Trial Procedures

Each side is expected to have its witnesses present at trial.  If you have witnesses, you must bring them with you.  You have a right to be represented by an attorney, but you do not have to have a lawyer in order to have a trial.  The court will not appoint an attorney for you.  It is your responsibility to have an attorney in court if you so choose.

  1. The Prosecutor will call its witnesses first to testify as to the facts and circumstances surrounding your violation.  You or your attorney will be allowed to ask questions of each witness, including the arresting police officer.
  2. When the Prosecutor completes its case, you and your witnesses will be able to testify and will be subject to cross-examination by the Prosecuting Attorney.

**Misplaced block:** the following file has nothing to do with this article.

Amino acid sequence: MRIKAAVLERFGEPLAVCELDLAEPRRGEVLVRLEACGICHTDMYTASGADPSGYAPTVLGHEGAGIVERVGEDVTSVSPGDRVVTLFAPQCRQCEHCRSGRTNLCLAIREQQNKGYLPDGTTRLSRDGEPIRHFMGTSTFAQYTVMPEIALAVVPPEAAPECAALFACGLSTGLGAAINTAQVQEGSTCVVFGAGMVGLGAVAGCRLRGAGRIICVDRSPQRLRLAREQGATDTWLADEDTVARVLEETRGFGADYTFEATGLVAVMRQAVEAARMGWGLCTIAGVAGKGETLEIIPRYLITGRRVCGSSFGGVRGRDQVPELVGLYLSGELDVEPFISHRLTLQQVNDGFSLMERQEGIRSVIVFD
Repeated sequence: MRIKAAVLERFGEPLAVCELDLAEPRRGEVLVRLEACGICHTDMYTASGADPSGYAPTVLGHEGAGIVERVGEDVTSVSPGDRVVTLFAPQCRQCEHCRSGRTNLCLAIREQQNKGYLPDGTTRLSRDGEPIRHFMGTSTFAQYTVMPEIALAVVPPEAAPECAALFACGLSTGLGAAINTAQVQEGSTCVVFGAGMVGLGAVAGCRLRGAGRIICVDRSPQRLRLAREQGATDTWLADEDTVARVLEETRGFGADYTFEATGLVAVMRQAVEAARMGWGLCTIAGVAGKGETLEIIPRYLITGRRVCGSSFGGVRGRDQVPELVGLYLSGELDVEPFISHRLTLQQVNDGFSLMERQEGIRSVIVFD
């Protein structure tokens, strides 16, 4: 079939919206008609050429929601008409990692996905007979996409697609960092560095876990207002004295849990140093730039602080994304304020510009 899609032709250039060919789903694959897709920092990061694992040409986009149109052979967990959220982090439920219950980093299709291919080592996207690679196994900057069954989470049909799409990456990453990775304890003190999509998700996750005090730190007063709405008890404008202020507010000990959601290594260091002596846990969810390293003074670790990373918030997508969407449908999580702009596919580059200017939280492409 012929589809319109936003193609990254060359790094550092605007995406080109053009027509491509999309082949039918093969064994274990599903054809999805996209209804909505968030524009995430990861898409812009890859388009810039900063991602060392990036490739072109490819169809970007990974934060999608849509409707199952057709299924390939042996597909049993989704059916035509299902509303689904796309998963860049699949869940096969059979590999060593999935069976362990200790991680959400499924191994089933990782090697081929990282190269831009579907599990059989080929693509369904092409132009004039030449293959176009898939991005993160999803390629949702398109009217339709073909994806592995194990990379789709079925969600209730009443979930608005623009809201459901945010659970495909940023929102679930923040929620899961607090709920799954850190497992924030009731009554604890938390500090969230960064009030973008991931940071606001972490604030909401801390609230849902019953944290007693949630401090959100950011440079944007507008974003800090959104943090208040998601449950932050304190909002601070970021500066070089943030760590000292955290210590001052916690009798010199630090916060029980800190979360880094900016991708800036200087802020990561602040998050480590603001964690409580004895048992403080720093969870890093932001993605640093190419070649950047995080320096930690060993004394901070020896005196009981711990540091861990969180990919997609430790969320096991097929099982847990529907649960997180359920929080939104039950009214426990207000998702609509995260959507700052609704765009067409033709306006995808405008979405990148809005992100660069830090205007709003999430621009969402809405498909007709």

3. After all the evidence has been presented; each side will have an opportunity to briefly summarize its case for the court.
  4. Finally, the Judge will determine whether you are guilty or not guilty of the violation.  If you are found GUILTY, your penalty will depend upon the circumstances of the violation and your past record.  If you cannot immediately pay the forfeiture, you may request the Judge to allow additional time to pay.
  5. If you are found NOT GUILTY, the complaint against you will be dismissed.